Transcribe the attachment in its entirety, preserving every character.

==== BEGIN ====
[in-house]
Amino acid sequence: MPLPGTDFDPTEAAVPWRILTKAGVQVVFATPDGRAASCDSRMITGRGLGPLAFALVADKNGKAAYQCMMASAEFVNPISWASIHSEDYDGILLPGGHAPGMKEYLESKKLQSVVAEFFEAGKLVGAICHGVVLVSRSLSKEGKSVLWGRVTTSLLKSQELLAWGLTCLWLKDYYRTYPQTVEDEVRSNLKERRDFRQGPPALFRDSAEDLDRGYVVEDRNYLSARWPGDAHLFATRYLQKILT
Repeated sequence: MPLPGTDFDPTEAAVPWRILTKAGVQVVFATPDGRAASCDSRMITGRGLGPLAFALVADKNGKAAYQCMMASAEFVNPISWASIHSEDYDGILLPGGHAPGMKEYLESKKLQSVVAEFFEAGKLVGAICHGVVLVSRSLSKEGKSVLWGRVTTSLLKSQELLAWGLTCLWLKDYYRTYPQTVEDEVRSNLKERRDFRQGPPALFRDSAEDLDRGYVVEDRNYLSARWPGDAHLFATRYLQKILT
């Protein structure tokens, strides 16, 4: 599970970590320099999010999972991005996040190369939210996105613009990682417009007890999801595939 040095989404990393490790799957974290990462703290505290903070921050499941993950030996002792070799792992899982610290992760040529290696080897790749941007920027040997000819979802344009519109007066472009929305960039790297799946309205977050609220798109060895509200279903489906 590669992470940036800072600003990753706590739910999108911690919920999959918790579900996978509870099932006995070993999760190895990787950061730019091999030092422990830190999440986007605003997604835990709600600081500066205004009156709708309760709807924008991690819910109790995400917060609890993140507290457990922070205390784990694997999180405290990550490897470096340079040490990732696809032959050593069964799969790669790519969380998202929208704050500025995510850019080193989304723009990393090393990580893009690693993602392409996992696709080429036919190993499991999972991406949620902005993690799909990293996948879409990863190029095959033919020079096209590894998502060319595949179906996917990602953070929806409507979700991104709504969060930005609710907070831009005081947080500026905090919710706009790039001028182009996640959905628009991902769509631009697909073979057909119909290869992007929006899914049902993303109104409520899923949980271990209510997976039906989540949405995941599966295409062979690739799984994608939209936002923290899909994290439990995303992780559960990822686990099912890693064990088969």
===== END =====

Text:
[in-house]
Amino acid sequence: MPLPGTDFDPTEAAVPWRILTKAGVQVVFATPDGRAASCDSRMITGRGLGPLAFALVADKNGKAAYQCMMASAEFVNPISWASIHSEDYDGILLPGGHAPGMKEYLESKKLQSVVAEFFEAGKLVGAICHGVVLVSRSLSKEGKSVLWGRVTTSLLKSQELLAWGLTCLWLKDYYRTYPQTVEDEVRSNLKERRDFRQGPPALFRDSAEDLDRGYVVEDRNYLSARWPGDAHLFATRYLQKILT
Repeated sequence: MPLPGTDFDPTEAAVPWRILTKAGVQVVFATPDGRAASCDSRMITGRGLGPLAFALVADKNGKAAYQCMMASAEFVNPISWASIHSEDYDGILLPGGHAPGMKEYLESKKLQSVVAEFFEAGKLVGAICHGVVLVSRSLSKEGKSVLWGRVTTSLLKSQELLAWGLTCLWLKDYYRTYPQTVEDEVRSNLKERRDFRQGPPALFRDSAEDLDRGYVVEDRNYLSARWPGDAHLFATRYLQKILT
């Protein structure tokens, strides 16, 4: 599970970590320099999010999972991005996040190369939210996105613009990682417009007890999801595939 040095989404990393490790799957974290990462703290505290903070921050499941993950030996002792070799792992899982610290992760040529290696080897790749941007920027040997000819979802344009519109007066472009929305960039790297799946309205977050609220798109060895509200279903489906 590669992470940036800072600003990753706590739910999108911690919920999959918790579900996978509870099932006995070993999760190895990787950061730019091999030092422990830190999440986007605003997604835990709600600081500066205004009156709708309760709807924008991690819910109790995400917060609890993140507290457990922070205390784990694997999180405290990550490897470096340079040490990732696809032959050593069964799969790669790519969380998202929208704050500025995510850019080193989304723009990393090393990580893009690693993602392409996992696709080429036919190993499991999972991406949620902005993690799909990293996948879409990863190029095959033919020079096209590894998502060319595949179906996917990602953070929806409507979700991104709504969060930005609710907070831009005081947080500026905090919710706009790039001028182009996640959905628009991902769509631009697909073979057909119909290869992007929006899914049902993303109104409520899923949980271990209510997976039906989540949405995941599966295409062979690739799984994608939209936002923290899909994290439990995303992780559960990822686990099912890693064990088969």